It's been a circuitous road for Gwyneth Paltrow, the actress-turned-lifestyle guru, since she founded her provocative site Goop back in 2008. While the brand appears to invite critics like no other, it does have loyalists. Revenue doubled last year from 2015, and half of its retail sales this year are expected to come from its own Goop-branded products, according to a spokeswoman, who pointed to a Business of Fashion report in which Goop's 2016 revenues are estimated to be between$15 million and $20 million. Ad Age chatted with the queen of questionable health trends about being a trailblazer, goop growing pains, why she doesn't get Twitter and some famously controversial products.
Paltrow spoke to Ad Age before allegations of sexual harassment by producer Harvey Weinstein led to his abrupt dismissal from his company. Through a spokeswoman, Paltrow declined to offer additional comment beyond an interview with The New York Times in which she, now 45, said Weinstein had harassed her at the age of 22 when filming "Emma."
Congrats on the inaugural issue of your new print magazine. I have to ask though, about the mud. How long did it take to wash it all off?
Hahaha, oh my God! It was actually quite the scene. We were in a studio in New York City, and honestly, luckily there was a shower there. But I felt terrible traipsing mud all the way up the stairs, there was no way to get it off. It was pretty funny; definitely a messy one!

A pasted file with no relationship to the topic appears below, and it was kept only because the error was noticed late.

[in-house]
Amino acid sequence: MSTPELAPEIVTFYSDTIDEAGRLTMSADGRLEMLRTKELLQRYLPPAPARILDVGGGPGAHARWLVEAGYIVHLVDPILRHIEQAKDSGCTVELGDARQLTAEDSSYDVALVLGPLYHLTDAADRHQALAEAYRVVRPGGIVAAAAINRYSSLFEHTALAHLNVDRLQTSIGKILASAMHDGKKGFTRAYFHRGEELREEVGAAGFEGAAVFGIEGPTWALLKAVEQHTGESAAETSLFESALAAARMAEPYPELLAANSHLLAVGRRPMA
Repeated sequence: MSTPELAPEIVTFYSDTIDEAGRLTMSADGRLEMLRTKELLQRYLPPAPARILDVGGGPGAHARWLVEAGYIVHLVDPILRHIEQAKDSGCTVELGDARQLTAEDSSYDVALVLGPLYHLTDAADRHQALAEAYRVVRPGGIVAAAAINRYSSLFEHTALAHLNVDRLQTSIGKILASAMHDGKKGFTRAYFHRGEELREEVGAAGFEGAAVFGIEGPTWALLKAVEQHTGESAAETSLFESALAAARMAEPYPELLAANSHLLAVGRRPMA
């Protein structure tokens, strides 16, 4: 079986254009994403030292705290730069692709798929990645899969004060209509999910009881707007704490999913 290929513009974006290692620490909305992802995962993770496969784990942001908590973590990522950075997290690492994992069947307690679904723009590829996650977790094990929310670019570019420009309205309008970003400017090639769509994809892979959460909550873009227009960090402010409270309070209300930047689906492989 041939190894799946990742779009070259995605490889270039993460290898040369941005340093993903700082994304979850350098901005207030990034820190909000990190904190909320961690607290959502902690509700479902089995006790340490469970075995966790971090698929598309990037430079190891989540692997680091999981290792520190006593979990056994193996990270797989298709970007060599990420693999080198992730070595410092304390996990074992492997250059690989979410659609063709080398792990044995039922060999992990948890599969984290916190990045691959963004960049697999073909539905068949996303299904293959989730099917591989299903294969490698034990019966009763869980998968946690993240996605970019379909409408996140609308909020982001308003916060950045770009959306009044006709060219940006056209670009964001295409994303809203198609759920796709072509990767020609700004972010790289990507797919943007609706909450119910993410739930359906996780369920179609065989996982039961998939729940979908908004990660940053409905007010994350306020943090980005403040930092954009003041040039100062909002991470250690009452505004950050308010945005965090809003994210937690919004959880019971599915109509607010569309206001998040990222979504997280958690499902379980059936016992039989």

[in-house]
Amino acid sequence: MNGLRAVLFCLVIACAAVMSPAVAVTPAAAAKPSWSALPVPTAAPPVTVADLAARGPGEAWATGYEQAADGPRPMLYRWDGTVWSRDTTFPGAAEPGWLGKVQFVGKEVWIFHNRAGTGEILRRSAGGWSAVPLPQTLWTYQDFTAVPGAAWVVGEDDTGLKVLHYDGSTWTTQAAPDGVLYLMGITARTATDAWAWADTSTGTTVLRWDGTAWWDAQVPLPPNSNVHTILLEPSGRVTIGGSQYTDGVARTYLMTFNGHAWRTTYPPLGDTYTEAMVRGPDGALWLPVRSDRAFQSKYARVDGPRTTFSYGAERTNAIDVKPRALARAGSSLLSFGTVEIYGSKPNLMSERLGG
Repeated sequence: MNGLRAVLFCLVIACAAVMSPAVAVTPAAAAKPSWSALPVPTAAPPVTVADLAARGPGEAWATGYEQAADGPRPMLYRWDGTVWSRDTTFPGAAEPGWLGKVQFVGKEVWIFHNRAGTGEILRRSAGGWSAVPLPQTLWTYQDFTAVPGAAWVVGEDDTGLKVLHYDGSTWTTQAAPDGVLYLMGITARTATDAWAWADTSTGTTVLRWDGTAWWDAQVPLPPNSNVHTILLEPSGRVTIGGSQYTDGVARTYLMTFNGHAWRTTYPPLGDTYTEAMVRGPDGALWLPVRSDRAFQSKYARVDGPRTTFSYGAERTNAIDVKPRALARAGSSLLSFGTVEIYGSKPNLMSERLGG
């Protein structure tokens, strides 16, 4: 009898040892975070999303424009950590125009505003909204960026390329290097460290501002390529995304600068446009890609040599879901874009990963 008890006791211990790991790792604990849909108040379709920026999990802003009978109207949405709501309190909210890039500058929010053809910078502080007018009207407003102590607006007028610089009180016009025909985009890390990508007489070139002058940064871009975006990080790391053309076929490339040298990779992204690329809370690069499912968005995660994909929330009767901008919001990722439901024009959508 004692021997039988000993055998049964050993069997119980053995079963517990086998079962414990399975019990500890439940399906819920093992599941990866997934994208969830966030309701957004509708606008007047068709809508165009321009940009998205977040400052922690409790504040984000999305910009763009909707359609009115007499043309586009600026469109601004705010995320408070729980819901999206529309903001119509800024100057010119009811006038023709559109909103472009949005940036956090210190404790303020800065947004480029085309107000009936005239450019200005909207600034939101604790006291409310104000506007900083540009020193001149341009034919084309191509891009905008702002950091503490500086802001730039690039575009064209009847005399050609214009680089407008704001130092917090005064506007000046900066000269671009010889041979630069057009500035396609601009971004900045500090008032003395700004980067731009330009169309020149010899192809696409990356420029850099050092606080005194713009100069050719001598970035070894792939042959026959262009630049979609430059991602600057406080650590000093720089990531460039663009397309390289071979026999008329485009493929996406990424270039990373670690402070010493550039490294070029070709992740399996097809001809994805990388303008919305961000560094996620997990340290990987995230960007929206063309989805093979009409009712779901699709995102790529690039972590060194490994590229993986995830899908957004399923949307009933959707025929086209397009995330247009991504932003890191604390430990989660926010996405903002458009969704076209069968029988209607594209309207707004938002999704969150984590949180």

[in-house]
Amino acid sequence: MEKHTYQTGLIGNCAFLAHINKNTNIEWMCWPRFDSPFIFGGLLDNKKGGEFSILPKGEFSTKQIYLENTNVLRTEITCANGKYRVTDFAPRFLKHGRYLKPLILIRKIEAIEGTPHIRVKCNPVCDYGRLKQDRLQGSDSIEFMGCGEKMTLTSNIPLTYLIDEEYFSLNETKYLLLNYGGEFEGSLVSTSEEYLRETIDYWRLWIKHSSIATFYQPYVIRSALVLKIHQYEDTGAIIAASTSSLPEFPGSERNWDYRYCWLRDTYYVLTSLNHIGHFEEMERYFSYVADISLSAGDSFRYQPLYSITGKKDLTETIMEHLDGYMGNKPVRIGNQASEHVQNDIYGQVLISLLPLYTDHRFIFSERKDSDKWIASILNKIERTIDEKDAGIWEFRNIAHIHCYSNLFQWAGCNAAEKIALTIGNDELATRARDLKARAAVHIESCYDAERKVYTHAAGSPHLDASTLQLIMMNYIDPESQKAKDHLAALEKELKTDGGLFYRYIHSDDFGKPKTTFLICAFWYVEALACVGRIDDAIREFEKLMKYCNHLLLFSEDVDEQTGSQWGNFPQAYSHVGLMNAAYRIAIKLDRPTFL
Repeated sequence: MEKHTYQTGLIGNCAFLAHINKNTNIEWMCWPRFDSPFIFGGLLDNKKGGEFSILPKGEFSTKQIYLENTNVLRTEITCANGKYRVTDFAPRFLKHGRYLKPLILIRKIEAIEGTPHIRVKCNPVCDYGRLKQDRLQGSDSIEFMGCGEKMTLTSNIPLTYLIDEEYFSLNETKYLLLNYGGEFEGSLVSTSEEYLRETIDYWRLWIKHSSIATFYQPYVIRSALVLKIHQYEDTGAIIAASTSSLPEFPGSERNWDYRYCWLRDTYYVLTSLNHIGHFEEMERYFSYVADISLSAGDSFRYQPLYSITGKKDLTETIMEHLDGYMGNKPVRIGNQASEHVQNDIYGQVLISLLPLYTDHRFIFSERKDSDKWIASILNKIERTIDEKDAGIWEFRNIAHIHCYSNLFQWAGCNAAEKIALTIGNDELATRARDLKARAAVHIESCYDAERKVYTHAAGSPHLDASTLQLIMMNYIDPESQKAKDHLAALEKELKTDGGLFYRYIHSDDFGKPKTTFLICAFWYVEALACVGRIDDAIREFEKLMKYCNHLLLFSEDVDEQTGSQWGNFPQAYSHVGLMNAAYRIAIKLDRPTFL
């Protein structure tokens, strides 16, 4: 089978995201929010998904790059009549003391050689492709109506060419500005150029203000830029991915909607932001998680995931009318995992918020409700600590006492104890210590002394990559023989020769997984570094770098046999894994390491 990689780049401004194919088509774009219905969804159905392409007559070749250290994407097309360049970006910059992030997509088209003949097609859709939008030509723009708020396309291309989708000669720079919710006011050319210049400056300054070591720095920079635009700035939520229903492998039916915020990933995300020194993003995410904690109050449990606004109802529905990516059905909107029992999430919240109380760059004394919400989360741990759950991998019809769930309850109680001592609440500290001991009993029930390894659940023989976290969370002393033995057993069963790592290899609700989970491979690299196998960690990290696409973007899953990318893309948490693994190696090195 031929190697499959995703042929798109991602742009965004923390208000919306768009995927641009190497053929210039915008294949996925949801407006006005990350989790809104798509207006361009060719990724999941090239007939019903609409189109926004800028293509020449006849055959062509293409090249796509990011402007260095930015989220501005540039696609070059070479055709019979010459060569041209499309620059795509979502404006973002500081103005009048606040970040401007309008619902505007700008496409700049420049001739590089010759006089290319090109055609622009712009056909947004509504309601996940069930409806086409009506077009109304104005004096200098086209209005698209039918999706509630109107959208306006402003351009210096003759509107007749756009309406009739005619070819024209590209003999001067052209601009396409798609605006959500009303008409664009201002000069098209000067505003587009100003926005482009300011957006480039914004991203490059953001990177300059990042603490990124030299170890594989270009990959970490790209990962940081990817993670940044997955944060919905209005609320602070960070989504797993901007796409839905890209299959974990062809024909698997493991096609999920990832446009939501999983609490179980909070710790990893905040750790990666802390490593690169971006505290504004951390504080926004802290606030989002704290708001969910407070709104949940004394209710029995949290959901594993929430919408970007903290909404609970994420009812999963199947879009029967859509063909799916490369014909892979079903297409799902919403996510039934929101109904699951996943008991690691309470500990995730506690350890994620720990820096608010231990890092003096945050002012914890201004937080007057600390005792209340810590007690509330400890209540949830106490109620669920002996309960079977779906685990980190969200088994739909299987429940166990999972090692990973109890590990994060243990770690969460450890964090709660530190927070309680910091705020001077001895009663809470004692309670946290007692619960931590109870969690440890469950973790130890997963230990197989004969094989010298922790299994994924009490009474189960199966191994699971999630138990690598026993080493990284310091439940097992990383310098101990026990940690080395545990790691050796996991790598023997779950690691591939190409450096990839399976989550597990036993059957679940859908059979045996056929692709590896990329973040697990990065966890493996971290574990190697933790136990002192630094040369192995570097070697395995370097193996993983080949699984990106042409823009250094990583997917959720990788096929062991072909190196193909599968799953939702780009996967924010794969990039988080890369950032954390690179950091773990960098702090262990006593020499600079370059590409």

You've partnered with a bunch of brands since launching Goop. The Guccis, the Pradas—they make sense, but working with Old Navy and Tropicana Essentials Probiotics seems more diverse. What goes into the choice?
I started nine and a bit years ago in my kitchen in London, and there was a really long time before I monetized the brand at all. The way in which I gently dipped my toe into monetization was with selling certain slugging on top of a newsletter—I wasn't doing native content or anything like that. You start to see a brand scale and see them partnering with people when it doesn't feel intuitive or aligned. You can do a lot of damage to a brand. When we started to build a team, I said to everybody that it was really important we have brands on the site that we love, that we use and believe in—it doesn't matter if it's a mass brand like Old Navy—that was my son's favorite brand—or Cartier, it just has to be authentic, a brand we love at any price point.
How has that strategy worked out for you?
The team is constrained in some respects because I do feel that there are certain brands that really seem out of line with our values—it would be hard for the audience, hard for me and for the reader. We can't accept a lot of the brands that have the most ad dollars to spend.
What brand would never be on Goop?